Published On: Mon, Feb 4th, 2019

Super Bowl MVP Julian Edelman attacked for use of ‘steroids or HGH or anything else’

In the category of “Every success must be torn down” for the mainstream press, comes an attack on Super Bowl MVP Julian Edelman.

The USA Today posted this at 1:30pm “Opinion: Super Bowl MVP Julian Edelman shouldn’t even have been playing in the game,” which basically attacks Edelman’s suspension for performance-enhancing substance use by conflating the NFL’s policy to that of MLB Baseball.

“In Major League Baseball, that also would have meant he’d be ineligible for the postseason,” writes Nancy Armour in the hit piece.

“See, when baseball passed that rule back in 2014, it did so because it didn’t seem right to have players ‘coming back and affecting a change in the postseason as a result of the decision that particular player made earlier in the year.’ In other words, you cheat, you pay the price. An actual one with ramifications for you and your teammates, not some slap on the wrist that everyone forgets as soon as it happens.

“That’s the dirty secret of the NFL, though. It doesn’t care about PEDs – at least, not enough to make the punishments tough enough to discourage their use – because the game benefits from them.”

screenshot from YouTube coverage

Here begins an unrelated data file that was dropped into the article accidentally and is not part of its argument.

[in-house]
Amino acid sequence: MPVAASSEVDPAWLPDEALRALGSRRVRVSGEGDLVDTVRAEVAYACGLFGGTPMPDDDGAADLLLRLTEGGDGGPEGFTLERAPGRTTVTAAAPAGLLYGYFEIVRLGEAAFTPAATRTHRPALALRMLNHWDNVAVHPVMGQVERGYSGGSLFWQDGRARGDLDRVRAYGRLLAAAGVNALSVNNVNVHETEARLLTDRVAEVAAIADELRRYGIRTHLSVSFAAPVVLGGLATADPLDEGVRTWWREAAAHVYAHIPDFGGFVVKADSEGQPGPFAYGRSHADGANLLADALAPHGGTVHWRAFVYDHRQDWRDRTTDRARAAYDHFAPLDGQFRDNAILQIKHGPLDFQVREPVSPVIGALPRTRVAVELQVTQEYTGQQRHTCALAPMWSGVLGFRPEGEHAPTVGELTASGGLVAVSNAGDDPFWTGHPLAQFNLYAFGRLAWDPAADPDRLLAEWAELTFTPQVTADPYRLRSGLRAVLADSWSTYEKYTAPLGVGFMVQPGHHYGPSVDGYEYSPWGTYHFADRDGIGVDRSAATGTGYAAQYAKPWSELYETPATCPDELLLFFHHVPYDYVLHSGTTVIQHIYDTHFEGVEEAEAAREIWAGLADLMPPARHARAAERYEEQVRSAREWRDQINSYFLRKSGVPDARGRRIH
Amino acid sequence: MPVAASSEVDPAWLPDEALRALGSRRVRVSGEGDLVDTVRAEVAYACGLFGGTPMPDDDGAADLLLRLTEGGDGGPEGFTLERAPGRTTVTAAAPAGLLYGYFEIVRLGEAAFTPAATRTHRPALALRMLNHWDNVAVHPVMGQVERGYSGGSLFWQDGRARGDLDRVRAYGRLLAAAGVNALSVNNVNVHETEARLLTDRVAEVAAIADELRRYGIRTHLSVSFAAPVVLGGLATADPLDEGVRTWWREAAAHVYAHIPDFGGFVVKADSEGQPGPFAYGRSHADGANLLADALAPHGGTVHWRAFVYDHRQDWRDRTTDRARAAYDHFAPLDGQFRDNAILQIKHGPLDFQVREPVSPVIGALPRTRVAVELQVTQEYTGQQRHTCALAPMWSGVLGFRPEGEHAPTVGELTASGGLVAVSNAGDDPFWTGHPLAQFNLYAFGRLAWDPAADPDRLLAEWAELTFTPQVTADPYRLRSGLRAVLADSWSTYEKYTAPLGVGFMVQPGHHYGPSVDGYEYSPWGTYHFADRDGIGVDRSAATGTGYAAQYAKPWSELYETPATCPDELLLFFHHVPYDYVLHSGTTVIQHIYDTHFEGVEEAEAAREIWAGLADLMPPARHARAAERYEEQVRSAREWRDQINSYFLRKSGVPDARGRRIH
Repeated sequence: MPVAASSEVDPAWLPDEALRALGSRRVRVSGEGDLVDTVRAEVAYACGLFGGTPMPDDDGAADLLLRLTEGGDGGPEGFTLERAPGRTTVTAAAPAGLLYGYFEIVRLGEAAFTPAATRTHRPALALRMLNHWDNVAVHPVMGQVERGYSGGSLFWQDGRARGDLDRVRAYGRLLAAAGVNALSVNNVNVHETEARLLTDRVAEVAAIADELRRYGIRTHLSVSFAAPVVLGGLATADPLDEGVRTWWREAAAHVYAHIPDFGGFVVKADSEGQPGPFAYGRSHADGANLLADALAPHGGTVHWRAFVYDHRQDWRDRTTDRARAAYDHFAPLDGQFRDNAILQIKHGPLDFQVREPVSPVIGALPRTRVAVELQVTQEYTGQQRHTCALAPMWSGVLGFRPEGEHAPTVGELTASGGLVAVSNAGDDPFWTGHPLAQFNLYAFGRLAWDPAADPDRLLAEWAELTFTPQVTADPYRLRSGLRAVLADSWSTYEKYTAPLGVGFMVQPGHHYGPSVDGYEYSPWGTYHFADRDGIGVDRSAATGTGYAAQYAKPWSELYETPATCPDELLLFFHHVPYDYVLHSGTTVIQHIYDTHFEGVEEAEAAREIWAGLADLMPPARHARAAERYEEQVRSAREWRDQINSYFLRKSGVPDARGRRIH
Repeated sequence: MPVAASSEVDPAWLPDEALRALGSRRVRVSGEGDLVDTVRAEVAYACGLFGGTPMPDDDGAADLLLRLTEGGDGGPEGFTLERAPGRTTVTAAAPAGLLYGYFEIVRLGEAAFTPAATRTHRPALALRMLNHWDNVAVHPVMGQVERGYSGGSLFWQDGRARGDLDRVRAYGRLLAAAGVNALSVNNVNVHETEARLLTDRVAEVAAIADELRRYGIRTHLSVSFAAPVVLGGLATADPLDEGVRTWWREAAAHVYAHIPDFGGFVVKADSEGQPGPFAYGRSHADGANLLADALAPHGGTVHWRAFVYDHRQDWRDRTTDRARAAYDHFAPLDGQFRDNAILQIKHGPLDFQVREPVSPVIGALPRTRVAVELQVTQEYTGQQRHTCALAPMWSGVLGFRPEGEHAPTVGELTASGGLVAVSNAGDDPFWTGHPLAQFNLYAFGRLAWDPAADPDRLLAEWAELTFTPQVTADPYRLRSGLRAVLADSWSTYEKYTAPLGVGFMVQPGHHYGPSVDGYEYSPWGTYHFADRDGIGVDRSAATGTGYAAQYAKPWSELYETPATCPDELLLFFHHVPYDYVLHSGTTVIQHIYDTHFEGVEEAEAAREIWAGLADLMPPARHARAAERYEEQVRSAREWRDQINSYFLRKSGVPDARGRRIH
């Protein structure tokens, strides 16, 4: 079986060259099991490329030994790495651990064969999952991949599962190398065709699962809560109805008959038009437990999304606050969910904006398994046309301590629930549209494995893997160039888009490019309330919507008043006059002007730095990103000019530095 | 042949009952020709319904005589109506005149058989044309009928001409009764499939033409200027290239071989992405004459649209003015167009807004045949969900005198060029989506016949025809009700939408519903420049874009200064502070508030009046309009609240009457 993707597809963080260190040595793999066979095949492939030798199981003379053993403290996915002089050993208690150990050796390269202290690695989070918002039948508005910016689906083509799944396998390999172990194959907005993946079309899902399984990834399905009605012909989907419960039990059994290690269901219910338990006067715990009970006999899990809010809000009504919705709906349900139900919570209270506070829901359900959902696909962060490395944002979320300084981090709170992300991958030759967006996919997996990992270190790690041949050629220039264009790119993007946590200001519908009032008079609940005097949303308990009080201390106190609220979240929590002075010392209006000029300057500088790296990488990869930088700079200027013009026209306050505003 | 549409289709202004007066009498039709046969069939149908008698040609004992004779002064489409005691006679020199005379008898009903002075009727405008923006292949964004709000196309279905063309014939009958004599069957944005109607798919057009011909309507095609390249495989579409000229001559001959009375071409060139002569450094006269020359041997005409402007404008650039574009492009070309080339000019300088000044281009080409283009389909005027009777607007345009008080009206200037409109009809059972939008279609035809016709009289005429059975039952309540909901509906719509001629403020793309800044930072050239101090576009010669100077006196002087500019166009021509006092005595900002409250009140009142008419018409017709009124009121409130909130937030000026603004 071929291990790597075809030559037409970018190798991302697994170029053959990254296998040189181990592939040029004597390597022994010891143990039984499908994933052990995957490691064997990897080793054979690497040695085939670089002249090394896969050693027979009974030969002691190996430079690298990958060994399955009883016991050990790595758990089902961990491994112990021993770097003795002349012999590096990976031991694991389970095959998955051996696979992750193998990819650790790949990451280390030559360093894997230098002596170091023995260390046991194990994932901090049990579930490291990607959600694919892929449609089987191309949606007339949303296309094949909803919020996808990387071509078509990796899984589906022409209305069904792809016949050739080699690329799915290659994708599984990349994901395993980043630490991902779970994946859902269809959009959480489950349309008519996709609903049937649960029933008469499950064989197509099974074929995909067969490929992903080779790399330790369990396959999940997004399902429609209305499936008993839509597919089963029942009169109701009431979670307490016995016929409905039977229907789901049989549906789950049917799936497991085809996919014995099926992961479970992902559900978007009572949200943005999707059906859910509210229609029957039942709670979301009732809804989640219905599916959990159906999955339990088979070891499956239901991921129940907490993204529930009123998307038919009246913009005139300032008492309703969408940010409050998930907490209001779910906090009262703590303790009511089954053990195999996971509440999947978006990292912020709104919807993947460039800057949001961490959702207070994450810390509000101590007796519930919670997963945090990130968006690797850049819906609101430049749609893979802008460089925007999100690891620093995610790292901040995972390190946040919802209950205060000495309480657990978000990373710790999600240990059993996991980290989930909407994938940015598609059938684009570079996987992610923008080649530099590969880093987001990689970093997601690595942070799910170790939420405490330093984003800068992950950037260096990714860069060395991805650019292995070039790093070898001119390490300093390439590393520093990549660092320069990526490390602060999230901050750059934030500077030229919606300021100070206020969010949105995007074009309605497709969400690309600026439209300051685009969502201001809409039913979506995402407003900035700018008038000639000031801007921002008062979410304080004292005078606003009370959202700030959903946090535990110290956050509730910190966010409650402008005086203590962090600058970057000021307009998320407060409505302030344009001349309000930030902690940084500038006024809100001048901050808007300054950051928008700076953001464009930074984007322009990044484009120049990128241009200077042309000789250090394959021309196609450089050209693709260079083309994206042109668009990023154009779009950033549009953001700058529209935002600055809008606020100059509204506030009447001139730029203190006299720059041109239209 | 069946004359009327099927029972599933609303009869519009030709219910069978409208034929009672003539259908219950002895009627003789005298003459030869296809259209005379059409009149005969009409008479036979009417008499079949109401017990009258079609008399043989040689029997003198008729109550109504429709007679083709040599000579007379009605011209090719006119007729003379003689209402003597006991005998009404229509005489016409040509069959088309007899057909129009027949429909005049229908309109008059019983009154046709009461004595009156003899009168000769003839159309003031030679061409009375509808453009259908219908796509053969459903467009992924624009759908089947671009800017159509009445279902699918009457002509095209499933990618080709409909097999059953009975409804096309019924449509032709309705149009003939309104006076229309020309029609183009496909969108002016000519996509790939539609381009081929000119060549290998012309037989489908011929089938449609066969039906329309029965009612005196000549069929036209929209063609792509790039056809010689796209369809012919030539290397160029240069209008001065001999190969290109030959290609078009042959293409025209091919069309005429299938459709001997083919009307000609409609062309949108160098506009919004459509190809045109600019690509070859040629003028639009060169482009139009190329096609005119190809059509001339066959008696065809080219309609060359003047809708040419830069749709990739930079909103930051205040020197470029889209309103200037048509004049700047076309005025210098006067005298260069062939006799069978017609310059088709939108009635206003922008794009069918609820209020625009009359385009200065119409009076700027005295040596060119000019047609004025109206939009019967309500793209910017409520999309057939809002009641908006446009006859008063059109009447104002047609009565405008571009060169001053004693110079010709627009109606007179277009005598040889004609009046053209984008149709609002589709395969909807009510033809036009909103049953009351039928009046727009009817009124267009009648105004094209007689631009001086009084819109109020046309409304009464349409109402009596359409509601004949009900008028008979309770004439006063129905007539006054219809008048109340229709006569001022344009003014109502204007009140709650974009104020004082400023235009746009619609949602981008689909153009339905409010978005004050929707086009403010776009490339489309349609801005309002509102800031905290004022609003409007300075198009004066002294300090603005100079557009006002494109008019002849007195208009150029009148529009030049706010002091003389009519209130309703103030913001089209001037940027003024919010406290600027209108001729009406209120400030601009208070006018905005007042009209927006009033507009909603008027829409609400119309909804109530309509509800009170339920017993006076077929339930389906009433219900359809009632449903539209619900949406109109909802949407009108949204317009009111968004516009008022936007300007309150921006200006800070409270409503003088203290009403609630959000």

There is no love loss between the USA Today writer and the NFL, but here the ire is with Edelman: “Edelman never did say what he took, suggesting only that it was inadvertent. Of course it was. No one in the NFL actually admits to using steroids or HGH or anything else that gives him an edge or just allows him to stay on the field.”

Back to the baseball comparison: “If this was any other sport, we’d be howling about the sanctity of the game and how someone who cheats should be branded with a scarlet PED for the rest of his life. It wasn’t even two weeks ago, in fact, that Barry Bonds found himself shut out of baseball’s Hall of Fame yet again because he didn’t come by his home runs, or his expanded hat size, naturally.”

Hating on the Patriots has become commonplace. Here it gets ugly: “If he took a shortcut or two along the way, so be it. In the NFL’s eyes, all was forgiven long ago,” Armour says as she wraps up.

“But as the NFL begins a celebration of its 100th season and touts all the great things about its game, always remember that integrity isn’t one of them.”

Haters will hate.

Just remember: there were never statues erected for critics, only those who have done great things.

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About the Author

- Writer and Co-Founder of The Global Dispatch, Brandon has been covering news, offering commentary for years, beginning professionally in 2003 on Crazed Fanboy before expanding into other blogs and sites. Appearing on several radio shows, Brandon has hosted Dispatch Radio, written his first novel (The Rise of the Templar) and completed the three years Global University program in Ministerial Studies to be a pastor. To Contact Brandon email [email protected] ATTN: BRANDON

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